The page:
Review: The Lost City of Cecil B. DeMille

STUDIO: Random Media/Lost City Productions | DIRECTOR: Peter Brosnan
RELEASE DATE: Nov. 10, 2017 | PRICE: DVD $14.95
SPECS: NR | 88 min. | Documentary

RATINGS (out of 5 dishes): Movie  | Audio  | Video  |
Overall ½

The Lost City of Cecil B. DeMille
chronicles documentarian Peter Brosnan’s 30-year effort to establish the existence of a 1923 silent movie set said to be buried in the sands on the coast of California. He skillfully interweaves this tale with an overview of the extraordinary career of that film’s director: Cecil B. DeMille.

In 1913, DeMille set out from New York for Flagstaff Arizona to shoot his first feature Squaw Man. He arrived to find a snowstorm. Frustrated, he got back on the train and didn’t get off until the westernmost stop: Hollywood, Calif. The rest, as they say…

After a decade of directing smash hits, his religious upbringing inspired him to embark on an ambitious Biblical epic The Ten Commandments. To recreate the city of the Pharaohs, he and designer Paul Iribe,(the founder of Art Deco) built a massive set 100 feet high and 800 feet wide on the beach of the small town of Guadalupe, north of Los Angeles. When the movie wrapped, the set mysteriously vanished.

Filmmaker Peter Brosnan in The Lost City of Cecil B. DeMille

Almost 60 years later, Brosnan and a friend from NYU Film School, Bruce Cardozo, became intrigued by this mystery (alluded to in DeMille’s autobiography) and decided to make a documentary about it. It’s simple. Hire an archaeologist, interview some old timers involved with The Ten Commandments and “…the film seemed to write itself.” Hollywood was enthused. Bank of America was enthused (its founder, A.P. Giannini, had financed DeMille). The press was enthused. Not enthused, however, were the California bureaucracies that issue the permits necessary for the project. After 30 years of starts and stops, Brosnan and Co. were finally able to excavate the set’s location for two weeks.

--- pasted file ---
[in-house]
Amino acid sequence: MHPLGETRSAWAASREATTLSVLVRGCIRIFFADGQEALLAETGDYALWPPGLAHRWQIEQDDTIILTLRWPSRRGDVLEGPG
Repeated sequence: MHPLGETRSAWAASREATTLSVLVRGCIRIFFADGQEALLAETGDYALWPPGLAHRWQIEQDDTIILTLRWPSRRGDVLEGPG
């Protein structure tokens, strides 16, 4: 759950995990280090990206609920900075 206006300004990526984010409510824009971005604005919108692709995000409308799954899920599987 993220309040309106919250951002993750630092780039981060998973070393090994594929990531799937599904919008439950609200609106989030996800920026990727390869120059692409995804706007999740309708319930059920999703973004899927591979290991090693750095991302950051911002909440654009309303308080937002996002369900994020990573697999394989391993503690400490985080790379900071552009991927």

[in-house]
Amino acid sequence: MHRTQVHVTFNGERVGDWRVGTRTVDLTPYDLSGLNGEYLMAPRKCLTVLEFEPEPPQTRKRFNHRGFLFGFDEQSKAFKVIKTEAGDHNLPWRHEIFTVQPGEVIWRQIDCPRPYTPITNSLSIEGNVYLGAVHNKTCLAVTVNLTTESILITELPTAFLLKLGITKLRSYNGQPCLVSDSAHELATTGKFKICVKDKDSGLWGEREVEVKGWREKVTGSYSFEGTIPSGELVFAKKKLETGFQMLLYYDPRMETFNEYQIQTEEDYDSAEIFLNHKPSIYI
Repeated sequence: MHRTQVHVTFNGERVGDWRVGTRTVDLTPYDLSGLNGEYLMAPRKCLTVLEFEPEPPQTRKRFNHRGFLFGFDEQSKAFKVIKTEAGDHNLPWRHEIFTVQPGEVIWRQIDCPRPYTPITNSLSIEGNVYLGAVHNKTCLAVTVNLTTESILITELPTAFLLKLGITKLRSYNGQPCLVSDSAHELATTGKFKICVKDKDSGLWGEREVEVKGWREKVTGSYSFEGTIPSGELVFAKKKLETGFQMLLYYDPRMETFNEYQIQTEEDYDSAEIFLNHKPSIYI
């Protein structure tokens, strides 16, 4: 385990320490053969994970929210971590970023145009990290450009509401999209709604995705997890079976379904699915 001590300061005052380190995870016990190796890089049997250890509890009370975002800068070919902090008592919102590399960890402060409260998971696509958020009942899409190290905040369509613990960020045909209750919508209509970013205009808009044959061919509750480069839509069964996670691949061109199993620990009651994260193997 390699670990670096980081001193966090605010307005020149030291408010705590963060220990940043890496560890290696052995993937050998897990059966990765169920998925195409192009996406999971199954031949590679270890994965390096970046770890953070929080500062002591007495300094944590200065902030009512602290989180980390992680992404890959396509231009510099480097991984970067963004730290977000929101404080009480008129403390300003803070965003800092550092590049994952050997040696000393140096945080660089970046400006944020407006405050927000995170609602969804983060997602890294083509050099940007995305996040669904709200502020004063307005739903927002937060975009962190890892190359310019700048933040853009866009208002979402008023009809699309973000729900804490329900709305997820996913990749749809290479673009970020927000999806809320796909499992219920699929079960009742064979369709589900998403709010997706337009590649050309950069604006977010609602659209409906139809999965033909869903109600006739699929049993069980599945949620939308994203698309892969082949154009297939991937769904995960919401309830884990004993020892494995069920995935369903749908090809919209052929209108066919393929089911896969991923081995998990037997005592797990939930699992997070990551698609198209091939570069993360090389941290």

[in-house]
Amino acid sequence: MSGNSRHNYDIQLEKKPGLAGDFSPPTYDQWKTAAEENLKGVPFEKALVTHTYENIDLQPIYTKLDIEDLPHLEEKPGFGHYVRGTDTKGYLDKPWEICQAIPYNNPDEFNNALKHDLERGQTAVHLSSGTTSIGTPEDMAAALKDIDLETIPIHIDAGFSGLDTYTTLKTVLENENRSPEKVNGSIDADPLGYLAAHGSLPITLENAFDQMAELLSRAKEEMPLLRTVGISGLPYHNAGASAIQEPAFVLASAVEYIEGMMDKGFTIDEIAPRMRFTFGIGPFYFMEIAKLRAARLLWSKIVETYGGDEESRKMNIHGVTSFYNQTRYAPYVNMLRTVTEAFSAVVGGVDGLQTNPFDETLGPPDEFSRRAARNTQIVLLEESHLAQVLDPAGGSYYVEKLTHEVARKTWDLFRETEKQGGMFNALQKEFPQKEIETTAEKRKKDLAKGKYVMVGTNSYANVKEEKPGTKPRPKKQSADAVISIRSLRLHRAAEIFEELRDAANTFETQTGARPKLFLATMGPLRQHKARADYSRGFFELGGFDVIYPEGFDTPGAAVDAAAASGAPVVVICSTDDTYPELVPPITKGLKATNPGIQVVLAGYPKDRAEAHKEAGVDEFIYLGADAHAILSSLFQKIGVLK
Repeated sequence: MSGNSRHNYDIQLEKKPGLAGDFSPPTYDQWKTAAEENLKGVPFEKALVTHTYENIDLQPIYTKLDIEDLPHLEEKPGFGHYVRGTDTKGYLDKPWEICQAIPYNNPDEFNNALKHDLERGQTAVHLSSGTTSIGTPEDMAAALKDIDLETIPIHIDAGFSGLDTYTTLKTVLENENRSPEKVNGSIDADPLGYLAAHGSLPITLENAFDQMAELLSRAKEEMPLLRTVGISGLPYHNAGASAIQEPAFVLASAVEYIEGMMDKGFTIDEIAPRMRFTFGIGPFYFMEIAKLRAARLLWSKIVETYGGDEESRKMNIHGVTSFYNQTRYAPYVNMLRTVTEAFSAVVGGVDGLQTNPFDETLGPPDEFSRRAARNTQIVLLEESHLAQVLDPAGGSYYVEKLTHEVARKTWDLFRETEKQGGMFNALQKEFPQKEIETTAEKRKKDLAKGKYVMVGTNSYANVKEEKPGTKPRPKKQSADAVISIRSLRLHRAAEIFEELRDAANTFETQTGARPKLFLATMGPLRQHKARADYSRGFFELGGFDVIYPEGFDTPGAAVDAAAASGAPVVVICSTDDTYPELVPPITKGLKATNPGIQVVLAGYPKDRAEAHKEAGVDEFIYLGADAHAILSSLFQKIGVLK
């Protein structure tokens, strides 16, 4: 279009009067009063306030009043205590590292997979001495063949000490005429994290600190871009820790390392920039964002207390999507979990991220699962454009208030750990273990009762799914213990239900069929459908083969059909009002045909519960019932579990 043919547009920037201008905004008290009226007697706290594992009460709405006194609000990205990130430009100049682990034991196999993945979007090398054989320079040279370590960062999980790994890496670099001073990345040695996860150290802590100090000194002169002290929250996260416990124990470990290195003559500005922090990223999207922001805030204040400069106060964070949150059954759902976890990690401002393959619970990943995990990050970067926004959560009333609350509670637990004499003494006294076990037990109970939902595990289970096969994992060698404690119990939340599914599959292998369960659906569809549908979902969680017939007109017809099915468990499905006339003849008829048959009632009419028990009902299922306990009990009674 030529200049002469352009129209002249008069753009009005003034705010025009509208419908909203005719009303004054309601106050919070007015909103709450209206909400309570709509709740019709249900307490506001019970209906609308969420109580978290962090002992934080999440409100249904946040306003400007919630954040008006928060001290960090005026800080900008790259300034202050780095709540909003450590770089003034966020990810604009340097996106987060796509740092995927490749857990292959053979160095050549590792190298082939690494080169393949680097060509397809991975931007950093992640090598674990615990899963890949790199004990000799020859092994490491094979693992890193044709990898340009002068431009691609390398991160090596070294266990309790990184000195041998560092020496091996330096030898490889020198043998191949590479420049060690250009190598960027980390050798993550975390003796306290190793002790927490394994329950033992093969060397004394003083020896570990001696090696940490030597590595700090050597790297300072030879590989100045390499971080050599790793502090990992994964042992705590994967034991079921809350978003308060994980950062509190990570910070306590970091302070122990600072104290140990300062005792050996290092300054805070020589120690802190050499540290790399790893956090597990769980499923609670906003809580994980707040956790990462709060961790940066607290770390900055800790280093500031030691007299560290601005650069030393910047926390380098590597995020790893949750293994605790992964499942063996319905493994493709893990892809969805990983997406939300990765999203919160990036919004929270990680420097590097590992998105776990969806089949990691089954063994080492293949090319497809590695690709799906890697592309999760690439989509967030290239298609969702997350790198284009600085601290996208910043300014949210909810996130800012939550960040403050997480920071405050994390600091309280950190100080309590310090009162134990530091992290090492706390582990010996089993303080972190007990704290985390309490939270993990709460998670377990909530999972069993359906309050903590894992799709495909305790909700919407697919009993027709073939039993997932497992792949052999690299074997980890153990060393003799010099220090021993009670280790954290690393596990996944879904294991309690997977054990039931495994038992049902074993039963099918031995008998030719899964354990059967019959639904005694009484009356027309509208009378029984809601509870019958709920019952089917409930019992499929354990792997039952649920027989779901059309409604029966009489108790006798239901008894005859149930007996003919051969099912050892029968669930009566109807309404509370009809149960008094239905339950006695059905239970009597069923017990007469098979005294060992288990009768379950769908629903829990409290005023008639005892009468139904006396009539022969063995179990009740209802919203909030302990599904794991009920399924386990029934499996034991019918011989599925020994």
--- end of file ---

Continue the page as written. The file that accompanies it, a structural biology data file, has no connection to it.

The film is replete with terrific old film clips and archival news footage. Best of all, over the years, they were able to secure great interviews with people involved with DeMille and his 1923 film. Jesse Lasky, Jr., son of one of DeMille’s old partners (himself a screenwriter who worked on the 1956 Charlton Heston remake) is a Hollywood raconteur straight out of Central Casting. There’s a man who, as a kid, snuck into the studio to watch the parting of the Red Sea (done with jello, and, yes, he did taste it before being chased off). Townspeople from Guadalupe give a sense of the Wild West exuberance of silent filmmaking. Most touching, actress Leatrice Joy, recorded on audio days before her death, tells of DeMille’s reverence for the Jewish people.

It’s a feast for old film buffs, but for better or worse we seem to be a fading lot. A recent study showed Millennials are not very interested in old movies. The World War II generation, still active in 1982, who grew up during DeMille’s heyday, is almost completely gone. Their children, who like this reviewer, saw the 1956 film in the theatre, are like Brosnan (seen over 30 years) greying. Some, like Cardozo have already passed away and the film that he helped conceive is dedicated to his memory. The Gianninis no longer own Bank of America and Paramount execs deride events that happened “…like what…75 years ago?” Brosnan’s own story seems to be one of dogged completion rather than glorious fulfillment.

If that doesn’t give you a sense of “the sands of time,” one of the newscasters reporting on the story of the lost city when it first broke is a boyish, energetic Tom Brokaw.

Buy or Rent The Lost City of Cecil B. DeMille

About David

David Leopold is an actor, writer and videographer who would take a Sherpa ride up a Tibetan mountain to see an Edwige Feuillère movie.